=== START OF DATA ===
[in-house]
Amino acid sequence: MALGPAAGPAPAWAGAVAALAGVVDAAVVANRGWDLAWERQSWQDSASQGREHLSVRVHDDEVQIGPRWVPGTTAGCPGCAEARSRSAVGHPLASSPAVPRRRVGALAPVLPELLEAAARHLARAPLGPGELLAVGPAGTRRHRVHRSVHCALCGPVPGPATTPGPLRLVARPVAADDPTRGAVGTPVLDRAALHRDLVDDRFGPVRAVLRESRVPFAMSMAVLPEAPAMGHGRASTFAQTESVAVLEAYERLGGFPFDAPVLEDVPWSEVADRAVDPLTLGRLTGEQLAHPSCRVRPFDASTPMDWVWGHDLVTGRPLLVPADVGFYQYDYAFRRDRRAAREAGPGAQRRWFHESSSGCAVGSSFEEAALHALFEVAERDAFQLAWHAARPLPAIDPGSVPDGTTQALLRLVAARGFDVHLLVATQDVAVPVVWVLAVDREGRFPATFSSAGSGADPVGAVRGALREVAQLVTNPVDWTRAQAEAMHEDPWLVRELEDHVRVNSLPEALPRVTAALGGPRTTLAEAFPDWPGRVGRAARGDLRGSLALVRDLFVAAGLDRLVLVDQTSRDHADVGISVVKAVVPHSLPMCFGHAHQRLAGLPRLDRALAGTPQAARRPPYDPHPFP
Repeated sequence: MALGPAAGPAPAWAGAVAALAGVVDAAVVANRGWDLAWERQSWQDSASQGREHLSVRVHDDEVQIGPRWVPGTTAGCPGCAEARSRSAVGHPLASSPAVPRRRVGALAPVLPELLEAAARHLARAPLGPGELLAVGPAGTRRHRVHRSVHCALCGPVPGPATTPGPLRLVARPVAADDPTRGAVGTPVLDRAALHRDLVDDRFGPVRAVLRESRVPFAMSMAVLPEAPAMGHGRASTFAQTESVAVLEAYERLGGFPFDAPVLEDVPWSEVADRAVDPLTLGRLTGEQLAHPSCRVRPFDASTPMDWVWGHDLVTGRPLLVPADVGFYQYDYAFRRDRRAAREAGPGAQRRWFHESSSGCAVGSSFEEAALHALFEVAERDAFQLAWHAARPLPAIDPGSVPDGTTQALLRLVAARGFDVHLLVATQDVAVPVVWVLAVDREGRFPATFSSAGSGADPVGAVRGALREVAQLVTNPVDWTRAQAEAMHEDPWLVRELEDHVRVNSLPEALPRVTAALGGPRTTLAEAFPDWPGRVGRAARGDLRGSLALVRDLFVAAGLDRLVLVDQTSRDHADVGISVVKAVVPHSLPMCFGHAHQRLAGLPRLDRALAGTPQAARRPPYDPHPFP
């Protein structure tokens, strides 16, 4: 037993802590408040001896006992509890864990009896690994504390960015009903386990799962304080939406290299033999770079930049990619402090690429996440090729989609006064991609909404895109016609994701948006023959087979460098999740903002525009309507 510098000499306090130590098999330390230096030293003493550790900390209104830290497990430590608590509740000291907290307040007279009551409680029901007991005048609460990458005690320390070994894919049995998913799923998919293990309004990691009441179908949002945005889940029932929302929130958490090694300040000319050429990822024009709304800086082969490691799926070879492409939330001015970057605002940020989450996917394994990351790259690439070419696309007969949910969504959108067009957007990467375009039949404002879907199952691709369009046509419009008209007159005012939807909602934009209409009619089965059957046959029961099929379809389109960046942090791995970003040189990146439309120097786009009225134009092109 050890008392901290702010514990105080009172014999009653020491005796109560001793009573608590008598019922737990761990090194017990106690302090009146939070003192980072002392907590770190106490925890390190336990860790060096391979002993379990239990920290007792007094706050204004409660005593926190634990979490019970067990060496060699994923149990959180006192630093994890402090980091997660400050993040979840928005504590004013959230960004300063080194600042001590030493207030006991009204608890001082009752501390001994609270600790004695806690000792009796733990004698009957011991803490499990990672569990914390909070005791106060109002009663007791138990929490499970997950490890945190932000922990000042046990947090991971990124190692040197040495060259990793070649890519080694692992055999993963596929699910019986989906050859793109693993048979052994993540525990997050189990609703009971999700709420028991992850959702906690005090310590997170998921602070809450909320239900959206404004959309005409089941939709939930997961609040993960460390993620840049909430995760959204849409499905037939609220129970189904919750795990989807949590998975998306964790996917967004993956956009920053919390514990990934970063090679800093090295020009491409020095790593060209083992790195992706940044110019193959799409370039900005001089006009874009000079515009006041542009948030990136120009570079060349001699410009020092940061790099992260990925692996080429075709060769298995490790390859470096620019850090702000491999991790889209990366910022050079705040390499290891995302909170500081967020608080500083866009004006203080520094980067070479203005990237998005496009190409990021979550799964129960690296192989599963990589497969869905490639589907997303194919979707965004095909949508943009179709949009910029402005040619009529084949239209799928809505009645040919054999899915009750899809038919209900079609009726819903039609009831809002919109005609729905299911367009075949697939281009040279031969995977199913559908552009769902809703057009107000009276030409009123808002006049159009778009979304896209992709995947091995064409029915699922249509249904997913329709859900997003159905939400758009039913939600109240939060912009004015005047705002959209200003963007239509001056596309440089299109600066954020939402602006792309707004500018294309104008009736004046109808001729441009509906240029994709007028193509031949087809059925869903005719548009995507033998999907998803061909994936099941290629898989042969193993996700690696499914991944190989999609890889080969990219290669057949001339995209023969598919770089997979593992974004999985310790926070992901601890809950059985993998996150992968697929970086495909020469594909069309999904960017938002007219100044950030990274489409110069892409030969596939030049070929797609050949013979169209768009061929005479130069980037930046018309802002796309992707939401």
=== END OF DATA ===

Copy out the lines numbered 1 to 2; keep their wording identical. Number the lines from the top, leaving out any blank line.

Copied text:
[in-house]
Amino acid sequence: MALGPAAGPAPAWAGAVAALAGVVDAAVVANRGWDLAWERQSWQDSASQGREHLSVRVHDDEVQIGPRWVPGTTAGCPGCAEARSRSAVGHPLASSPAVPRRRVGALAPVLPELLEAAARHLARAPLGPGELLAVGPAGTRRHRVHRSVHCALCGPVPGPATTPGPLRLVARPVAADDPTRGAVGTPVLDRAALHRDLVDDRFGPVRAVLRESRVPFAMSMAVLPEAPAMGHGRASTFAQTESVAVLEAYERLGGFPFDAPVLEDVPWSEVADRAVDPLTLGRLTGEQLAHPSCRVRPFDASTPMDWVWGHDLVTGRPLLVPADVGFYQYDYAFRRDRRAAREAGPGAQRRWFHESSSGCAVGSSFEEAALHALFEVAERDAFQLAWHAARPLPAIDPGSVPDGTTQALLRLVAARGFDVHLLVATQDVAVPVVWVLAVDREGRFPATFSSAGSGADPVGAVRGALREVAQLVTNPVDWTRAQAEAMHEDPWLVRELEDHVRVNSLPEALPRVTAALGGPRTTLAEAFPDWPGRVGRAARGDLRGSLALVRDLFVAAGLDRLVLVDQTSRDHADVGISVVKAVVPHSLPMCFGHAHQRLAGLPRLDRALAGTPQAARRPPYDPHPFP